Stories about Literature from September, 2011
Tomyris reports on the fifth annual book fair hosted in Ashgabat this month, and notes that while literature in Turkmenistan is being celebrated, it continues to be suppressed and dominated by propaganda.
Caribbean Book Blog has all the details on this year's Commonwealth Short Story Competition winners, with writers from Jamaica and Trinidad and Tobago being recognized.
Change in Longitude blog posted a thorough review of the book ‘Nothing to Envy: Ordinary Lives In North Korea’ by Barbara Demick. The book’s title comes from a song that North Korean school children recite, “We have nothing to envy in the world” in spite of chronic malnutrition and famine...
La Casa Azul - an online bookstore - has recently announced it is going to collaborate with a new bookstore located in Washington Heights, New York. Word Up (@wordupbooks) has two goals: to spread Latin American literature and independent bookstores.
“My favorite short stories work like cinematic vignettes…connecting in some major way with narrative voice…is for me the key component to enjoying short fiction”: Litblogger Charmaine Valere says that Jamaican author Lorna Goodison's new collection of short stories “continues in the tradition of presenting narrative voice as a key element…”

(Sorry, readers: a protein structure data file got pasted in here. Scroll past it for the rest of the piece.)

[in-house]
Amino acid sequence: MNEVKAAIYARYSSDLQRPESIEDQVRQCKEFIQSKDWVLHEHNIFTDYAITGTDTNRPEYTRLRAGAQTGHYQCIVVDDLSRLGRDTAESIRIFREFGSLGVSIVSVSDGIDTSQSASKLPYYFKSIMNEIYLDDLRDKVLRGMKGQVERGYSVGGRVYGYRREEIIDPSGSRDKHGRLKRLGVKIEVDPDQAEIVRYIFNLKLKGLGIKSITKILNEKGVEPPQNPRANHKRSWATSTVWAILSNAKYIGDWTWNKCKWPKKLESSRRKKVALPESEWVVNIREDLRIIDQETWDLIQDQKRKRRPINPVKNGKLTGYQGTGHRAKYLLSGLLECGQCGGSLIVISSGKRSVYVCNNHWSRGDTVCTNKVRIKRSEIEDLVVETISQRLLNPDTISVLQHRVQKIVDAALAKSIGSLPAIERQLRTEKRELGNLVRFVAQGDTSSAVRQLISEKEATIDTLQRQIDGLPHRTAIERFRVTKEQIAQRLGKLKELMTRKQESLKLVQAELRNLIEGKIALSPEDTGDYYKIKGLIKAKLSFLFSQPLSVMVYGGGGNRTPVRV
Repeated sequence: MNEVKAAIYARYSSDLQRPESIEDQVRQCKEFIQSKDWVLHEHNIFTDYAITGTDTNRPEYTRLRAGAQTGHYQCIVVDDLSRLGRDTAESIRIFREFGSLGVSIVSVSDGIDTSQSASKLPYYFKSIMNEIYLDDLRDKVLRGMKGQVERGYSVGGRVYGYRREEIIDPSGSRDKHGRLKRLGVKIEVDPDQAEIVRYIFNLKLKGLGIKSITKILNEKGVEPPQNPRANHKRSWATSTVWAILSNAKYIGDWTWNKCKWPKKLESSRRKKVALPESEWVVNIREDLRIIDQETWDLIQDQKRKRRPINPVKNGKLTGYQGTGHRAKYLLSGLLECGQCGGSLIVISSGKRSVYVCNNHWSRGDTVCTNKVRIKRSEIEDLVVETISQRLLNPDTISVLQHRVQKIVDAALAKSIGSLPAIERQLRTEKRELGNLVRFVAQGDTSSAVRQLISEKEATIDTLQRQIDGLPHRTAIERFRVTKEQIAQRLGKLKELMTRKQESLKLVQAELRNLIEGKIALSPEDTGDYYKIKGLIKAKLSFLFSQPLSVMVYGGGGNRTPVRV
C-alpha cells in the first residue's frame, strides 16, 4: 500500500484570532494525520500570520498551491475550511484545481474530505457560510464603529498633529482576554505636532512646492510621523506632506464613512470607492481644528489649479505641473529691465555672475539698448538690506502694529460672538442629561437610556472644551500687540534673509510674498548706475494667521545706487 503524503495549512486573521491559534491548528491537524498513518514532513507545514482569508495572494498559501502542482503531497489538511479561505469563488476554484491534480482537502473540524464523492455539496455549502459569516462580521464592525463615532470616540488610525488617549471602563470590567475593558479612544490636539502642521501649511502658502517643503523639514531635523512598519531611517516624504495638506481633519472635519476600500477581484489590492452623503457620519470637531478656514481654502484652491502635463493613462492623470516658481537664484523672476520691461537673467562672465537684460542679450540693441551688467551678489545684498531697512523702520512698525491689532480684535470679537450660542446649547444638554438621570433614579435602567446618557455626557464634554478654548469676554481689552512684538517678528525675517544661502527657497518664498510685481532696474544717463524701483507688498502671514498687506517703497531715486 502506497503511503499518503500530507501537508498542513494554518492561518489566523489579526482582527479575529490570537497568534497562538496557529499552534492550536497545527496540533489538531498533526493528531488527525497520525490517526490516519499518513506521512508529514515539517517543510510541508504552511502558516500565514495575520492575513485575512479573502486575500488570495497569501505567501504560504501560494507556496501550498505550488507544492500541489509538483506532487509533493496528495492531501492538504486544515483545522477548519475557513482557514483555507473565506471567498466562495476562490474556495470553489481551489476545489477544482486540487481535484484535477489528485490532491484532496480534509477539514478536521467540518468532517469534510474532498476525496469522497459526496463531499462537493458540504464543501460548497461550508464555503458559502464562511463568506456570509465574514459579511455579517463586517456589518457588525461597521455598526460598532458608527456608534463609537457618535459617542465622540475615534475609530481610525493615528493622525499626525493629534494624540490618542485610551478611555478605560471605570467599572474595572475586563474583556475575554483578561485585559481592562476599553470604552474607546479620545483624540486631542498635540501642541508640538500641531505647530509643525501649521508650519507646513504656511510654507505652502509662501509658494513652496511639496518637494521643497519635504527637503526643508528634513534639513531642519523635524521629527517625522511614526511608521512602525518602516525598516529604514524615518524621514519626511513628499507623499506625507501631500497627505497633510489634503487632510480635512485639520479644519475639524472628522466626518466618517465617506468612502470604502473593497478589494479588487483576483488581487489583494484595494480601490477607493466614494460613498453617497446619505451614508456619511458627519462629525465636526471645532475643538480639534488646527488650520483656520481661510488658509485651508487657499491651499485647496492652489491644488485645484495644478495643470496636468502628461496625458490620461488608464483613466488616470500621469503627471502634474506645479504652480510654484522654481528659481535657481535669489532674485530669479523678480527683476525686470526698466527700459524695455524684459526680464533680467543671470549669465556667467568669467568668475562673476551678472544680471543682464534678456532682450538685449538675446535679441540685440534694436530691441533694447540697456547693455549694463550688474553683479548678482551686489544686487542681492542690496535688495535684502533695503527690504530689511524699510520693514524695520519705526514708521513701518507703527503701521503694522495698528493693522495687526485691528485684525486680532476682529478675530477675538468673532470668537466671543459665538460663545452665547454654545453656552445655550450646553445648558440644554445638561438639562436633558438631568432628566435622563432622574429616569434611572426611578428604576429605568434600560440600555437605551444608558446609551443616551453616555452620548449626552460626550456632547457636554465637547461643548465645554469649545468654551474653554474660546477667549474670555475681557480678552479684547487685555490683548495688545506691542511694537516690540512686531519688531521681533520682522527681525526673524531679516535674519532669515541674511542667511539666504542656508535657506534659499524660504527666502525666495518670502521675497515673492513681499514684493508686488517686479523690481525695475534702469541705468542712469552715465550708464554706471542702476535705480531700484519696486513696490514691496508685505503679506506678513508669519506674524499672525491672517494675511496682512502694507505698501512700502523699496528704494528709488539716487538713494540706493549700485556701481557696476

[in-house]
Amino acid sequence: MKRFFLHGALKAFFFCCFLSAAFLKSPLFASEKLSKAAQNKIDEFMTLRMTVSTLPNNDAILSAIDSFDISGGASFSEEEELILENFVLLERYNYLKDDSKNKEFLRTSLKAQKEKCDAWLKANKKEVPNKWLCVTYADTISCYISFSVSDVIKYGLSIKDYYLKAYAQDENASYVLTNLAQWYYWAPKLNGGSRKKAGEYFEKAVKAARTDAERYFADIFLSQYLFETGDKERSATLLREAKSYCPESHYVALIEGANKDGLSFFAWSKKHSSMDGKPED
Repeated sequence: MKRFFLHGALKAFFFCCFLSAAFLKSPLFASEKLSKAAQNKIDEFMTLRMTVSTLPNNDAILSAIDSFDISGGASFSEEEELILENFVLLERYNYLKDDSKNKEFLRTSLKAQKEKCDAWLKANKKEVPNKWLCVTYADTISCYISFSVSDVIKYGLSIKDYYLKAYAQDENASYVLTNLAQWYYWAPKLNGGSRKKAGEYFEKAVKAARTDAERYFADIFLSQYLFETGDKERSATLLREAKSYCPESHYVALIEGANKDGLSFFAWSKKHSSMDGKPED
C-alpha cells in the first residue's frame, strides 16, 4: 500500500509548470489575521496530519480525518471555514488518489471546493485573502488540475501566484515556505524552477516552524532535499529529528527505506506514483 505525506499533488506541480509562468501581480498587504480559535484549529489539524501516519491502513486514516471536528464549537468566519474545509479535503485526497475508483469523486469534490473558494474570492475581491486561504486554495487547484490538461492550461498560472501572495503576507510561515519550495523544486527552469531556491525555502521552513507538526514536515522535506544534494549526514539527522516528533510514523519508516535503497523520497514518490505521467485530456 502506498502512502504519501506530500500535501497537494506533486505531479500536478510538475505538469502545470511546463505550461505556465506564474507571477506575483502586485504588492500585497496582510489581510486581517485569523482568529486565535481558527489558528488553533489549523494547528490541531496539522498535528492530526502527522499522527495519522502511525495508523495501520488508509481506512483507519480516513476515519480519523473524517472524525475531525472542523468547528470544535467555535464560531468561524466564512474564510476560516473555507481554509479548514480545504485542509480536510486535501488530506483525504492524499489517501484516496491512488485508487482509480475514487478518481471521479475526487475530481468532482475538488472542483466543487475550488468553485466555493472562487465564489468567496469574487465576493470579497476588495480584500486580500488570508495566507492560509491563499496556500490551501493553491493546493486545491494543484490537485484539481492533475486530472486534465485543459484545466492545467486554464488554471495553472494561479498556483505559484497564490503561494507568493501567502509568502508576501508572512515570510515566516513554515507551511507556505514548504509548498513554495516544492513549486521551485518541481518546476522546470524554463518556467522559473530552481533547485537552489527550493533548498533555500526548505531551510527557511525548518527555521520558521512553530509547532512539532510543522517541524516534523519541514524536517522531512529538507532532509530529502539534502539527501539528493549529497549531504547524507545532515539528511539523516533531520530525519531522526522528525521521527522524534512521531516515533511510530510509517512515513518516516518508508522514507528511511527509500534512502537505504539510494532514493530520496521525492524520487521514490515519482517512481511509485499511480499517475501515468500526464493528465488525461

Pak Tea House highlights Ayesha Salman, a new literary voice from Pakistan, who shares her works in a blog.
Bong Mom passionately writes about the Coffee House at College Street in Kolkata, a legendary meeting place for the Bengali literati.
Jamaican litblogger Geoffrey Philp is excited about “the second OCM Bocas Prize for Caribbean Literature, which will reward the best Caribbean book published this year with a US$10,000 prize.”
Vaibhav Kathuria at ‘Youth Ki Awaaz’ says that “India has just witnessed a publishing boom”.
Sarah J. Young writes about BBC Radio 4's “adaptation of Vasily Grossman’s vast and still under-appreciated novel Life and Fate” (the first episode is scheduled to be aired on Sept. 18).
Paritosh Chakma uploads the August 2011 issue of Sojaak, a free magazine for the indigenous Chakma community.
Amila Bosnae writes about being disturbed by the casual mentions of the war in Bosnia-Herzegovina “in random books or movies”: “But the book simply goes on, like I didn’t just get shocked right back into the ugly world where that exact war shaped my life.”
Caribbean Book Blog and Jamaican litblogger Geoffrey Philp have details on the winners of the recently held Guyana Literary Awards.
Four historical plays of the acclaimed playwright and poet Tsegaye Gabre-Medhin are now available in a book form: “Poet, dramatist, translator, anthropologist, activist and social critic, Tsegaye is regarded by many as a major figure in Ethiopian letters.”